Buttigieg Defends Police In 2015: 'All Lives Matter'

Mayor Pete Buttigieg (Derek Henkle/AFP/Getty Images)
April 3, 2019

Mayor Pete Buttigieg said "all lives matter" in 2015 speech addressing the tensions between South Bend's police department and the city's black community, stirred up in part by Buttigieg's request that the city's first black police chief resign in 2012.

"There is no contradiction between respecting the risks that police officers take every day in order to protect this community, and recognizing the need to overcome the biases implicit in a justice system that treats people from different backgrounds differently, even when they are accused of the same offenses," Buttigieg said in his 2015 State of the City speech. "We need to take both those things seriously, for the simple and profound reason that all lives matter."

Buttigieg's comments came amidst fierce controversy surrounding the circumstances surrounding Boykins's resignation and eventual demotion to Captain. In 2011, the FBI had conducted an investigation into the police chief, following accusations that Boykins had been illegally recording his subordinates's conversations, which allegedly contained racial slurs against him. The FBI ended its investigation in 2013 without raising charges, and Boykins sued Buttigieg, accusing the mayor of demoting him with "racial animus."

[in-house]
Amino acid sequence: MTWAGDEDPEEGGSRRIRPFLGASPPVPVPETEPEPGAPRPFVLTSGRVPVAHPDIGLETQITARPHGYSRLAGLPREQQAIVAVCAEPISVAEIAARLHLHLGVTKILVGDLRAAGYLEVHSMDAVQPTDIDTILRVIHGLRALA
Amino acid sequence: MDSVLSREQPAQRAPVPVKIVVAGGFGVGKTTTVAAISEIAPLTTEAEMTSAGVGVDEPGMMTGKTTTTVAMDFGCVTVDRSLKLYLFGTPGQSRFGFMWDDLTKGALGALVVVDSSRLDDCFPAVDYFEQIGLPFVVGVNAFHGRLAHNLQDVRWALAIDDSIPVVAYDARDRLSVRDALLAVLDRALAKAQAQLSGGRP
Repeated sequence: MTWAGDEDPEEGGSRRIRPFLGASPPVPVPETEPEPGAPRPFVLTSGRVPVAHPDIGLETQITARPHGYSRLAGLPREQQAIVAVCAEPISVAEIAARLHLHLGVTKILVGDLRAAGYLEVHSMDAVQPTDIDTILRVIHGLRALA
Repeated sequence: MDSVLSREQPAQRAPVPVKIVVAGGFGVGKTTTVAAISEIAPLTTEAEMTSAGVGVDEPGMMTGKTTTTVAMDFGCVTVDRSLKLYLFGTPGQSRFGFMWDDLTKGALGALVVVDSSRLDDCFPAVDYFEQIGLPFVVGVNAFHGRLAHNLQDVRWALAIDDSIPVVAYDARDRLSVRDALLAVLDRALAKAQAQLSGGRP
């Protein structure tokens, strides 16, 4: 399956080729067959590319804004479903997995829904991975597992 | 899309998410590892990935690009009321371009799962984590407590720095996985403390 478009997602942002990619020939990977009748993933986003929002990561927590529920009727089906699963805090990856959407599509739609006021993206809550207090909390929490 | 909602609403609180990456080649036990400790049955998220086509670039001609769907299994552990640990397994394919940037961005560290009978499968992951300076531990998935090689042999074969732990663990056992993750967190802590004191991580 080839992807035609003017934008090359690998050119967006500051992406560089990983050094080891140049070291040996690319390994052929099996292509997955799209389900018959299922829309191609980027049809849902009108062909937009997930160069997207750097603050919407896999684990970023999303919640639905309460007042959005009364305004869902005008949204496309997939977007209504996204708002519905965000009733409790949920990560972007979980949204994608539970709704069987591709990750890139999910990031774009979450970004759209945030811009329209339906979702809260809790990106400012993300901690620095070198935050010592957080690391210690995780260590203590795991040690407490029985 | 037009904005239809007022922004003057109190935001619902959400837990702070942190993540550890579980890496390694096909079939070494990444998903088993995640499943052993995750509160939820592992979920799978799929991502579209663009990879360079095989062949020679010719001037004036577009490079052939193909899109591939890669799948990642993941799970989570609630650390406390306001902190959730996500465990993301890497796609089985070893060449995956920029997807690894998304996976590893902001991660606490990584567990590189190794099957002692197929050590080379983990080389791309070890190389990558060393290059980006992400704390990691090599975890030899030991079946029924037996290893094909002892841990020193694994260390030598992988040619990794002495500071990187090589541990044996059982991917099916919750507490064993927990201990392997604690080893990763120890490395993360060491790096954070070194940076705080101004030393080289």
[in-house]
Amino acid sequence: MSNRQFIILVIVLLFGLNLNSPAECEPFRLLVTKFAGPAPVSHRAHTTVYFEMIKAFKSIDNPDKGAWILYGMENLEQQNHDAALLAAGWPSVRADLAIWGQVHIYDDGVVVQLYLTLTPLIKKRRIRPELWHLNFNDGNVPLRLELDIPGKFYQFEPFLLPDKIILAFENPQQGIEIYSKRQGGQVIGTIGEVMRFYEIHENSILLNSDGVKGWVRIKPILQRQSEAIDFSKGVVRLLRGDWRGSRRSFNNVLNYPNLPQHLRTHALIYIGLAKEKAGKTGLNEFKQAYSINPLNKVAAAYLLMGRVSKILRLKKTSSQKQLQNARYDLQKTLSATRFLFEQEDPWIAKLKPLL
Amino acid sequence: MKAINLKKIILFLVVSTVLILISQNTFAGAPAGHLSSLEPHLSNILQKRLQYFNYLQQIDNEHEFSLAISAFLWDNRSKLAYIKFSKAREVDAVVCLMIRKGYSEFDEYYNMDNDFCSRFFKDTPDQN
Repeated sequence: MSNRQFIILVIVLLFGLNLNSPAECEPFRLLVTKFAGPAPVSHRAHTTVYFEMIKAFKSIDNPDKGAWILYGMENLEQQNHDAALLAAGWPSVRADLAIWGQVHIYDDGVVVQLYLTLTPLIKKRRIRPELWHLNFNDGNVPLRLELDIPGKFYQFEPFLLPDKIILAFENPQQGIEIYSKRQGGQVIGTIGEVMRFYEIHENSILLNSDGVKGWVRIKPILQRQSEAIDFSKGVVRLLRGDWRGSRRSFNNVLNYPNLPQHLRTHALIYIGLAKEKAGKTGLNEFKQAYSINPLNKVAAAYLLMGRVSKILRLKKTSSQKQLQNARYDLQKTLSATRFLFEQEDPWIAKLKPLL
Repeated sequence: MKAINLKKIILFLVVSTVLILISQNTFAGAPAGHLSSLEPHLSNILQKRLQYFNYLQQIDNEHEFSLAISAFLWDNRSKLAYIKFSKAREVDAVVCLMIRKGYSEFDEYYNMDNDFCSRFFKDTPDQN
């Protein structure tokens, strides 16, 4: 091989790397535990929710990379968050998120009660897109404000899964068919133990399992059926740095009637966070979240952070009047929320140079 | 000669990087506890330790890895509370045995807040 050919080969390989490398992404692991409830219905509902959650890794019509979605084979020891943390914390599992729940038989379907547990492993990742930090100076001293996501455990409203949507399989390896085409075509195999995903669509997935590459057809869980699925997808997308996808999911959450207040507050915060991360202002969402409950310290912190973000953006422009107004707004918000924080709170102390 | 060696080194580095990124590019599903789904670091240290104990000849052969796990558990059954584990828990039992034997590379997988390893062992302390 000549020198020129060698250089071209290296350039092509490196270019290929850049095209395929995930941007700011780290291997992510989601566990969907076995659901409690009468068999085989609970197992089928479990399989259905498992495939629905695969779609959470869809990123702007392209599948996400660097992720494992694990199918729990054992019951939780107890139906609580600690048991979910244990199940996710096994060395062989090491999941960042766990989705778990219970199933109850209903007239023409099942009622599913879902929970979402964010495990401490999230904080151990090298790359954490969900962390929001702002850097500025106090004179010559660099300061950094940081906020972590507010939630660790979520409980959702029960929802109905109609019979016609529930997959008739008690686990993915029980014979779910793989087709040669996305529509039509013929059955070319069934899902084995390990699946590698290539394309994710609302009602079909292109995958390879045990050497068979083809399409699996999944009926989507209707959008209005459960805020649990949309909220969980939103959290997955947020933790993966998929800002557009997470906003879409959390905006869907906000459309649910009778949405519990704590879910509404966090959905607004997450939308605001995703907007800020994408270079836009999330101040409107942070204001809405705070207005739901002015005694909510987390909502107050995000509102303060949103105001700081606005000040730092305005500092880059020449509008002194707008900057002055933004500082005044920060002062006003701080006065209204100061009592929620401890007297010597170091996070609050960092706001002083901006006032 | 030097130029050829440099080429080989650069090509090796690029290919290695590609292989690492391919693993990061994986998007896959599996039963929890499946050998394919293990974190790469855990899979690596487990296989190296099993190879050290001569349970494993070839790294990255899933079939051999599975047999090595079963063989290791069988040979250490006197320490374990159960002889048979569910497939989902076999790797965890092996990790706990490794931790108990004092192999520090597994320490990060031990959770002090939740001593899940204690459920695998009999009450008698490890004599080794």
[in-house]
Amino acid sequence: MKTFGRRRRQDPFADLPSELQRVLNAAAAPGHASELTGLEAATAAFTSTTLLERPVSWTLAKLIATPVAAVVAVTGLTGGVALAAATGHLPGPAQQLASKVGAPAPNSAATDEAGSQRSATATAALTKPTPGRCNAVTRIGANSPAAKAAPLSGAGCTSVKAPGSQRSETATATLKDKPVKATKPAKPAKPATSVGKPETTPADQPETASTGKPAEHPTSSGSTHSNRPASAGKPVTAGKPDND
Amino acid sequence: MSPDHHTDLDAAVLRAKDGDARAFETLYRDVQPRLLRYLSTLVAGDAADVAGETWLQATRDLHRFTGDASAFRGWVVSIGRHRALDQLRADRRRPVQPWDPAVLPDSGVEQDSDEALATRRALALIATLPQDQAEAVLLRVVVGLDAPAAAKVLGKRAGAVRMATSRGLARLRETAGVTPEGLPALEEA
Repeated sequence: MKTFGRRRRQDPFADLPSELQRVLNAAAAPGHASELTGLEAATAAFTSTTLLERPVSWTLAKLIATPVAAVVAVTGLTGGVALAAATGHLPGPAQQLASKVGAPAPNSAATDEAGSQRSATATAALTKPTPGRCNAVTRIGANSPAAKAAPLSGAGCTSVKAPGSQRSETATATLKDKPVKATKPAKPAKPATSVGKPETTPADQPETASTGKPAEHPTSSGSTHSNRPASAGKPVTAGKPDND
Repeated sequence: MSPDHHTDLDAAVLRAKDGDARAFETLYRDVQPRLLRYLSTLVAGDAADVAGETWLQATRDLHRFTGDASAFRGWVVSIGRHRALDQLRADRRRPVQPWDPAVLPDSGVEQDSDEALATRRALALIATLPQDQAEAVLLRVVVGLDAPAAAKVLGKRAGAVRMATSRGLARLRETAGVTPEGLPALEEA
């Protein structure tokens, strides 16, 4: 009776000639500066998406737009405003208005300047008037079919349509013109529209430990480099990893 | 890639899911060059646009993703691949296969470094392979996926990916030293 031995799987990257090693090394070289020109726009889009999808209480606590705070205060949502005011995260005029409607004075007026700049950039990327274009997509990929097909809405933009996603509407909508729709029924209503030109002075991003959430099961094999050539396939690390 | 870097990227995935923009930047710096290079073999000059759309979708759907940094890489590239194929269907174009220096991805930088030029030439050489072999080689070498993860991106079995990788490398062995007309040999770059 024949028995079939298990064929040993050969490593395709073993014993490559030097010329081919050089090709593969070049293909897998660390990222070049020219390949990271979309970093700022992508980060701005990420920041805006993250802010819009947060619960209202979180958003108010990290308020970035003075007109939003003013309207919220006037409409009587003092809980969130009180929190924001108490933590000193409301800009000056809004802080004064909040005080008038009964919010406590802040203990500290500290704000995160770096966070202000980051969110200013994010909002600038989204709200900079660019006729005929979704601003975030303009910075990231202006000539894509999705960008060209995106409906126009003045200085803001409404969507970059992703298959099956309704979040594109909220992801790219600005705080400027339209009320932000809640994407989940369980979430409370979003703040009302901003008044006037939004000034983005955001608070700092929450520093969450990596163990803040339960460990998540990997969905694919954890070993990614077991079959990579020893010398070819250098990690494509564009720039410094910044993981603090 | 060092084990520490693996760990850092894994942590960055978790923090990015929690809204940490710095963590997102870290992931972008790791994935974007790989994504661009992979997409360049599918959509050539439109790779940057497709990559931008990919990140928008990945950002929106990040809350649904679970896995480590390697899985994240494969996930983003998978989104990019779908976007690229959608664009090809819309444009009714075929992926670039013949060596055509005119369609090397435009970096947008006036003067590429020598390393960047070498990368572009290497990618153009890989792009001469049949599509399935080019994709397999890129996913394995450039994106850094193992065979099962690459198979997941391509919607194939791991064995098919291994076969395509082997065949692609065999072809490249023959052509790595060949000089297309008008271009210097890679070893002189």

Buttigieg referenced the tapes in his speech, saying that "there will be divisions in our community related to the controversy over police department tape recordings, no matter what the courts decide, and no matter what anyone does or does not get to hear from the conversations of others."

The mayor also referenced a then recent scandal in which a local police officer was selling "Breathe Easy" T-shirts after Notre Dame football games, a reference to the 2014 strangling of Eric Garner by a police officer. Buttigieg said that incident, which caused "bitter disagreement" over "something as seemingly minor and symbolic as T-shirts," was a symptom of the deeper racial tensions started in the police tapes scandal.

Buttigieg has refused to release the tapes, saying that it might be illegal and cause even more racial division in South Bend. He has called his management of the Boykins incident his "first serious mistake as mayor."